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Family Teamwork

Families are like a team. Each individual family member brings skill, personality, and role to the family team, just as each sports player has a specific position on the team. As a whole, the family shares a history and goals, just as the team works together to win a game. One player may seem more important than others. However, one person can’t play the game by themselves. We need our families to help us live through the happy, good, sad, and painful times.

Providing an opportunity for learning, trying things out, or accepting defeat is an important role of the family. As a family team, we can help each other get through tough times. Because we have family teamwork, they can balance one person’s difficult time with other family member’s strengths.

Activity: What Are Our Family Roles?

Do it: Assemble the family members around a table or on the floor. Make sure each person can write or draw on a piece of paper. Ask each person to write or draw the name of each person on their paper and describe or draw the person’s role in the family. It’s okay to give suggestions such as paying bills, managing allowances, taking care of the family, specific chores, or other roles. Identify as many as possible.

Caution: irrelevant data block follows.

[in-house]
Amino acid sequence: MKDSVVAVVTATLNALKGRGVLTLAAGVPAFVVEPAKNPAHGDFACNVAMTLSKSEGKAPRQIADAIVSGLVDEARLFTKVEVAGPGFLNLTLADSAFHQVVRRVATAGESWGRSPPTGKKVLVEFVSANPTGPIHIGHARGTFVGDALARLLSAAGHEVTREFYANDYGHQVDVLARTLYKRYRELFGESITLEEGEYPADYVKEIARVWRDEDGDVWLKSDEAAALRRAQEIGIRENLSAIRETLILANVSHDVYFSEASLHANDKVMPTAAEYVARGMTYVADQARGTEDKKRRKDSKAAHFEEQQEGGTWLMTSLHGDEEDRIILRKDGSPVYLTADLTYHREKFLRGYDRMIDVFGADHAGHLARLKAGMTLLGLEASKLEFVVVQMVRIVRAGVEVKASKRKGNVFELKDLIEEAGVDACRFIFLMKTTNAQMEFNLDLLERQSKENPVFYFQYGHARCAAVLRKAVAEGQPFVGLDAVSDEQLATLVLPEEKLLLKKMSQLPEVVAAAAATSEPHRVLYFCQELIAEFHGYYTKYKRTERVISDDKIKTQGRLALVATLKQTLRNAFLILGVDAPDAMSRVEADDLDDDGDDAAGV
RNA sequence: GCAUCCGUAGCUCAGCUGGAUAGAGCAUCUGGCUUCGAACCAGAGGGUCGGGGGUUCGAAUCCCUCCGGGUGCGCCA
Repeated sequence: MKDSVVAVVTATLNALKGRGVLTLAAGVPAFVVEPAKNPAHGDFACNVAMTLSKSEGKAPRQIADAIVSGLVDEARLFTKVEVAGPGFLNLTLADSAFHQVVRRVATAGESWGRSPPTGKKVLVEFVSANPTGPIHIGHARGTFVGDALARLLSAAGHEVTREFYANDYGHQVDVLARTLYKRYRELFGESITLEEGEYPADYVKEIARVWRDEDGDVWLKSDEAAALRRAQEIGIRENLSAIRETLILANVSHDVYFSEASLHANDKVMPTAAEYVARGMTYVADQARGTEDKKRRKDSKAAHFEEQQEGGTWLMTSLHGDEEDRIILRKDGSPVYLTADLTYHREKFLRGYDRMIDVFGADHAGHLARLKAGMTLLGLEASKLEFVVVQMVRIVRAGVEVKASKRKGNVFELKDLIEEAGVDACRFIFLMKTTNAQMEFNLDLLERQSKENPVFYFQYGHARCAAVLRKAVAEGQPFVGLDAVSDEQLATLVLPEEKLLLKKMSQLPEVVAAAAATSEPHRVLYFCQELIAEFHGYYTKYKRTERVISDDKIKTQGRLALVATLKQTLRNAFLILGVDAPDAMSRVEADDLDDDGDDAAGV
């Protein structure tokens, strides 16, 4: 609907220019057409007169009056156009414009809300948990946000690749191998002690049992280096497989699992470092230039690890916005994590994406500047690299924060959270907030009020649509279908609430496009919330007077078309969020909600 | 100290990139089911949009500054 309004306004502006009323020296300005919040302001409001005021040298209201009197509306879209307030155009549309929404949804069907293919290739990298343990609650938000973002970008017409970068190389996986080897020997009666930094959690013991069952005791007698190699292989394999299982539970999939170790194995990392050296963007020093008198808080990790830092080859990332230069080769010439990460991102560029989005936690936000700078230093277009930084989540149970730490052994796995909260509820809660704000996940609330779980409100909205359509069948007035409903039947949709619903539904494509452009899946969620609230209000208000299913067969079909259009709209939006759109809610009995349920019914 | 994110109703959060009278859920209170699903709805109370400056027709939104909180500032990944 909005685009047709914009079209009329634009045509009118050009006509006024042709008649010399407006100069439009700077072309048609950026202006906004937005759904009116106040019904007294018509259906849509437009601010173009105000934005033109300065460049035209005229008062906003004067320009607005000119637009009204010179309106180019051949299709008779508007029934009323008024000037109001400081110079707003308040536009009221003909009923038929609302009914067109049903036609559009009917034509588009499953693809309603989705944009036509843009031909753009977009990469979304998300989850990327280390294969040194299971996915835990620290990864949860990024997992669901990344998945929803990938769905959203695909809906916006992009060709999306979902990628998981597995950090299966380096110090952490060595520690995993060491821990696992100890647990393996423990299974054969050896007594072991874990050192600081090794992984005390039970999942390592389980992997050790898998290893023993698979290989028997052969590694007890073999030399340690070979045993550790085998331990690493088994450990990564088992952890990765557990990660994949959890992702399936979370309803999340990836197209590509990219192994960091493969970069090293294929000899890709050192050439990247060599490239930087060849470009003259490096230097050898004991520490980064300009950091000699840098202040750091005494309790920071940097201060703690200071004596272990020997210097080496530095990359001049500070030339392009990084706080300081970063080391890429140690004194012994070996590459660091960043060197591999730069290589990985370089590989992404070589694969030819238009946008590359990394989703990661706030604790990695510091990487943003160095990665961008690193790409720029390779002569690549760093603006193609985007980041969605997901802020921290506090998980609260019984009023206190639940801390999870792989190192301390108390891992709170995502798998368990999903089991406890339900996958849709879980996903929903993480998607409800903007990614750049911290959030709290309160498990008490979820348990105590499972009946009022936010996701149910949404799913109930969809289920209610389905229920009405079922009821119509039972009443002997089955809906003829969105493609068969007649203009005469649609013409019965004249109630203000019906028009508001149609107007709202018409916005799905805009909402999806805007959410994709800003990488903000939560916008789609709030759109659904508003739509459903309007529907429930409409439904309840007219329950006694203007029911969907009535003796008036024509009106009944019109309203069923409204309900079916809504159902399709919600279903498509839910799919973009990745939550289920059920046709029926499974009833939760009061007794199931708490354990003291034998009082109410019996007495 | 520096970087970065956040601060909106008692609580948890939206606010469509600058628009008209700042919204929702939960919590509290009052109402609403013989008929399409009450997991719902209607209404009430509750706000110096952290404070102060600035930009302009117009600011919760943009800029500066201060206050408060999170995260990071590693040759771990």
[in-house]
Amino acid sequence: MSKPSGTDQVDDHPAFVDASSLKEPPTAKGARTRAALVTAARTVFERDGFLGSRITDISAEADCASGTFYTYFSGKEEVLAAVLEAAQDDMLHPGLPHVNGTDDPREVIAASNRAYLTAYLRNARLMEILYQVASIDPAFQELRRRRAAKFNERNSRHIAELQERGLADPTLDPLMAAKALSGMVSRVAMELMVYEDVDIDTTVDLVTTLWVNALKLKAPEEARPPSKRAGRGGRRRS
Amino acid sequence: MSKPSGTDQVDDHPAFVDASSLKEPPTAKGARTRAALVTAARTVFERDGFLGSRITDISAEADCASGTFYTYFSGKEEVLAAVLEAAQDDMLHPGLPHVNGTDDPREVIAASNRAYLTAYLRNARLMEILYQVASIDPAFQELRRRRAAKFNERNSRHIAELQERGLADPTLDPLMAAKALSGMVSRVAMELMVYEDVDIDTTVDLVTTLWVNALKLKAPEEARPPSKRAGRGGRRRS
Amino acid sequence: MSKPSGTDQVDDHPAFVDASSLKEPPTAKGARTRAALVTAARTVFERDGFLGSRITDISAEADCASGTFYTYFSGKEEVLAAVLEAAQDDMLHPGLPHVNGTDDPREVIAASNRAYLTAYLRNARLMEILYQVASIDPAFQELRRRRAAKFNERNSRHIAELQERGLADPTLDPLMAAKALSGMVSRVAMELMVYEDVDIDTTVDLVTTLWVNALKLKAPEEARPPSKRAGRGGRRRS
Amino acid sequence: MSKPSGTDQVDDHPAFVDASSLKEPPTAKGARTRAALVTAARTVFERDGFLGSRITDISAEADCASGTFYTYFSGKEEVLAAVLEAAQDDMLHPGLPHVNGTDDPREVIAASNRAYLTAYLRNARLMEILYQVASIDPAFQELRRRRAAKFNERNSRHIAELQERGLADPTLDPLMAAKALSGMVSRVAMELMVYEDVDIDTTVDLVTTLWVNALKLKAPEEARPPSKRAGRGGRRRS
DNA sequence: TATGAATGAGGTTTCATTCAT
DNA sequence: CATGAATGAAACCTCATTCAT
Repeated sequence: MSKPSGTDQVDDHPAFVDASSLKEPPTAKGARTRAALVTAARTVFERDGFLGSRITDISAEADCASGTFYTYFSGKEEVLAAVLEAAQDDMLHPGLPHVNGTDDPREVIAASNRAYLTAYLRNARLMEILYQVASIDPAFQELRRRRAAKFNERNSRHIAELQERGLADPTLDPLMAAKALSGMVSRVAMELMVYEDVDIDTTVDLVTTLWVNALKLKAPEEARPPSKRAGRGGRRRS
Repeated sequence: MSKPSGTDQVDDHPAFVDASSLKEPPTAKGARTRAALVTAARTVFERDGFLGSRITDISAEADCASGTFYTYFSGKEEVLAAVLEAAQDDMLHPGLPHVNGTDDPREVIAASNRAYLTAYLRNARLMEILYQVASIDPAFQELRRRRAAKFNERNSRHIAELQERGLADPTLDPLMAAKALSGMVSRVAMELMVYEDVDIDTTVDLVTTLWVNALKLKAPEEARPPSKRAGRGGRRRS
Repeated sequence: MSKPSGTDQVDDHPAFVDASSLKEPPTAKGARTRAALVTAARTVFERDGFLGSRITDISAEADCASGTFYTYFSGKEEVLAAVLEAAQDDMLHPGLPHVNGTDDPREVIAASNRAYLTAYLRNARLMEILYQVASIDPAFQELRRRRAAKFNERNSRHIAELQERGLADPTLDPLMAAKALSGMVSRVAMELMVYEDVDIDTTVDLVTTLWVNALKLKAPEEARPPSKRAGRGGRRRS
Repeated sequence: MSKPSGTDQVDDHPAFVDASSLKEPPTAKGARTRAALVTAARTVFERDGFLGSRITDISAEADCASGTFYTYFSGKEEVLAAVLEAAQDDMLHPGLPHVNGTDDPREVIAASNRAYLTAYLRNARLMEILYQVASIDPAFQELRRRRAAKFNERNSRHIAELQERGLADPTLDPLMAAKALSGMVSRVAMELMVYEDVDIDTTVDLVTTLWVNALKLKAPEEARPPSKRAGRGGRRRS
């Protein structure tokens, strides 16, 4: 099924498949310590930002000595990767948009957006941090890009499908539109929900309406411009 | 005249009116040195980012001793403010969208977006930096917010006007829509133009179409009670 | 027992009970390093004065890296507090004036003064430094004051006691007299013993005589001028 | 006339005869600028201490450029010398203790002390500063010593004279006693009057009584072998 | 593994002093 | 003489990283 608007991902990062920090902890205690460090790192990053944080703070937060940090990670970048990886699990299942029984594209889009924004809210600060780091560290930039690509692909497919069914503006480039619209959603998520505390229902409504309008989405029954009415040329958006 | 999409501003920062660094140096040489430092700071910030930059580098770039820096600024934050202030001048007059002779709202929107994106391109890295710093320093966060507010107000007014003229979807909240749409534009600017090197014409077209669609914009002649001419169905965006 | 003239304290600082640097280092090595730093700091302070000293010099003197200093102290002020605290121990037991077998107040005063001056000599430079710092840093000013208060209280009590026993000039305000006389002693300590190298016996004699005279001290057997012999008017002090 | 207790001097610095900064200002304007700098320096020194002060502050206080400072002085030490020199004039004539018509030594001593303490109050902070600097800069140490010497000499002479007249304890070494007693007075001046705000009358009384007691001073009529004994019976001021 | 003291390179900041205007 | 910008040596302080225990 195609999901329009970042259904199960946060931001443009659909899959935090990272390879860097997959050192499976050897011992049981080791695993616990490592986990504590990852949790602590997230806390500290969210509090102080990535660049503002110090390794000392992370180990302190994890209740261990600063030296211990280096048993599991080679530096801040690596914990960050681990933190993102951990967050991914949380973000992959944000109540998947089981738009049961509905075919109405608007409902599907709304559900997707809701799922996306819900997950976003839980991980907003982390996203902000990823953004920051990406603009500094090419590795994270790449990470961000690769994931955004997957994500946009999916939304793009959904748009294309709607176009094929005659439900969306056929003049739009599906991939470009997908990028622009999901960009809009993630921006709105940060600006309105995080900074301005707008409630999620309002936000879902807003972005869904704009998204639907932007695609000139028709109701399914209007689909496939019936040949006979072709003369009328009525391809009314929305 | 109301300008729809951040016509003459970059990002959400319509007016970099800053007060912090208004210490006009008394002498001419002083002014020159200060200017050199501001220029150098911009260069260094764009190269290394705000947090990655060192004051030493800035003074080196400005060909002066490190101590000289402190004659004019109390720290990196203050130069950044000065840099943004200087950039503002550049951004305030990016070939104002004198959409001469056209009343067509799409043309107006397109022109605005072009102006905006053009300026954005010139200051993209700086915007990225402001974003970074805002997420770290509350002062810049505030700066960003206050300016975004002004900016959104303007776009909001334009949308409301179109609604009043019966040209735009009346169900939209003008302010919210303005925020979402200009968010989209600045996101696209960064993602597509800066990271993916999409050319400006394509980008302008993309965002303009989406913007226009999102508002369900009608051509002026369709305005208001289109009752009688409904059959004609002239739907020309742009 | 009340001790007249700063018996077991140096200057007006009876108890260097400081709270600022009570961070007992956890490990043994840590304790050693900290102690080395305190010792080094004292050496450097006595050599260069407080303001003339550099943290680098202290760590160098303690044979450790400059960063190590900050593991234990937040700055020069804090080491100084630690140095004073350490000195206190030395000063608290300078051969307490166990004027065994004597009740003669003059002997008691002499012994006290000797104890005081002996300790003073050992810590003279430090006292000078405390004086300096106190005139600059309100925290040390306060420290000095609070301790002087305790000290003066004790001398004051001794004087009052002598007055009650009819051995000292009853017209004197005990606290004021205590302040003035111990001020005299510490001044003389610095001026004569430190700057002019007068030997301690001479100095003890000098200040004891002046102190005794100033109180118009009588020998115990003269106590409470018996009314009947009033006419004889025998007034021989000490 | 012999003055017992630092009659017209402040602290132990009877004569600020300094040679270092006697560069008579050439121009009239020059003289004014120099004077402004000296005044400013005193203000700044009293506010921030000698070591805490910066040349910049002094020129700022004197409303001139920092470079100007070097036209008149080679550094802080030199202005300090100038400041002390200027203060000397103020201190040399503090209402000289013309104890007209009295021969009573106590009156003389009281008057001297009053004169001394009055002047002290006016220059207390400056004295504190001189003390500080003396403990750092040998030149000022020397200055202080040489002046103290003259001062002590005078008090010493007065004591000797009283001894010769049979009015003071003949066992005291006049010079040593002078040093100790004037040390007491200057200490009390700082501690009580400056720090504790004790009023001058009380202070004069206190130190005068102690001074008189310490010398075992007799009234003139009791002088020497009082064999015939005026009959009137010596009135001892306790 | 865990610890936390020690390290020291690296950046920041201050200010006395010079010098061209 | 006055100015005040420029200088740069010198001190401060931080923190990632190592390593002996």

Share It: Have each person talk about the different roles they heard about others and themselves. How did they feel? Share reactions and observations. Ask: How did you feel doing this activity? What was the hardest part? The easiest? What did you like best? Least? What did you learn about yourself? About the family?

Process: Discuss common themes in roles. Look for recurring themes and record them. Ask: Were there common or similar roles with more than one family member? Did most of us agree? Disagree? Why? Why Not?

Generalize: Identify trends and conclusions reached in your family. Emphasize principles that apply to "real life." Focus on what is important to your family. Questions might be: How do these roles relate to other things in our family? How do roles change over time? What are important things to remember?

Apply: Concentrate on how the new learning can be applied to everyday situations. Discuss how this family discussion can be useful in the future. Develop personal or family goals for behavior change. Ask: What are specific family situations where this new learning might be used? How do family members think their conclusions might be different five years from now?

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